Of Duct Tape and Spaniels: How to Express Four Years of Magic in a Single Letter?


I am trying to write a letter.

Ironically it’s the hardest thing in the world for me to do — me, a writer. But this is no ordinary letter — it’s a letter to someone who may go down in history as the single most important influence in my life.

Ms. Loudon was my drama teacher in high school. I went to HP Baldwin High in the hopes of joining the drama club, and join I did. I soon learned that I knew nothing about work ethic, as I was always the first one sneaking out of the room to avoid doing anything strenuous. After Ms. Loudon was done with me, I was the first to jump in and work, yelling at the Freshman for being lazy.

I was really depressed in high school, and I think — had I not had a purpose in drama — I could have really hurt myself. But that room was my home, and Ms. Loudon was the Queen of it. She was my Queen. (I remember at some point I ran into the room, fell to my knees in front of her, and said “Ms Loudon! I am your spaniel!” because you can never go wrong with a quote from Midsummer’s. At another point in time, she was addressing everyone in the auditorium and I had something to tell her. I walked up to her and dropped to one knee, arm crossed over my chest, and said “My liege.” I could always make her laugh.)

Ms. Loudon not only taught me a strong work ethic, but she also taught me how to act, how to make an inch of paint in the bucket paint the whole front of the stage, how to use duct tape to fix anything, how to hide the mess in the room in order to get ready for a show, how to quick change in the dark, how to do make-up quickly before the sun set, how to not break character when the sets are crashing down around your ears, and — most importantly — how to treat your fellow actors.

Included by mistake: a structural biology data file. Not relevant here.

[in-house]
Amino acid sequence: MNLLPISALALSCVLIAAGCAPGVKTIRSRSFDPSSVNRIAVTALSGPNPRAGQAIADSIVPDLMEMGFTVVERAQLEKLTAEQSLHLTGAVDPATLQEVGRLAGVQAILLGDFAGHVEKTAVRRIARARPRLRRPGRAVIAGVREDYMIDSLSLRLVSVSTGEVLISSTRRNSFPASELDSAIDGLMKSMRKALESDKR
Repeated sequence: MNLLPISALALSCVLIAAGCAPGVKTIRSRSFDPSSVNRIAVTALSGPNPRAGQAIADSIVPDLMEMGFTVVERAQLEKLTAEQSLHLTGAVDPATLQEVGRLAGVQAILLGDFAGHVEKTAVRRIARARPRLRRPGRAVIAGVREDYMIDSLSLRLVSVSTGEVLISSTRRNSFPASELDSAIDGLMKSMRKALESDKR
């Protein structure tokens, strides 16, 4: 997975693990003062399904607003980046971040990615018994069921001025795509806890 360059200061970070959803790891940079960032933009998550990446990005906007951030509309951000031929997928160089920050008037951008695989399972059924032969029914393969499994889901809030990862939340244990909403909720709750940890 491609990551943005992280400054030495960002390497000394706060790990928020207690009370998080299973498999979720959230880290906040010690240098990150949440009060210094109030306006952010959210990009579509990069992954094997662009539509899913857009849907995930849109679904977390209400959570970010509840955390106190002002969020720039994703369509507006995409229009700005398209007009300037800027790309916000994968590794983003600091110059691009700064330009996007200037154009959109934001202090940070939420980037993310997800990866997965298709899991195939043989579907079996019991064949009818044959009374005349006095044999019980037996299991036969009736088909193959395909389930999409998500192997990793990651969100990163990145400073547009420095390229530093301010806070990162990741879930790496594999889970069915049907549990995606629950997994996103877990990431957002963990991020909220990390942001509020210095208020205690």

There were no divas in our drama room because Ms. Loudon wouldn’t stand for it. Everyone was equal, and bad behaviour was tolerated no more or less from a lead role than it would have been from a chorus member.

That strict etiquette is, I’m sad to say, lacking in the other places I’ve been.

I excelled at theatre not only because I had raw natural talent for it (I do, let’s not be coy), but because I was willing to learn what Ms. Loudon had to offer me. I would not be where I am today were it not for her influence and presence in my life.

This blog post doesn’t even come close to expressing all my feelings about Ms. Loudon. So you see my trouble when it comes to trying to write this to her in a letter.

She is turning 70 at the end of July and the letter is supposed to be part of a huge birthday bash for her. It’s a surprise, so you won’t see this blog post until after the fact — just in case.

So, where do I even begin?

Dear Ms. Loudon….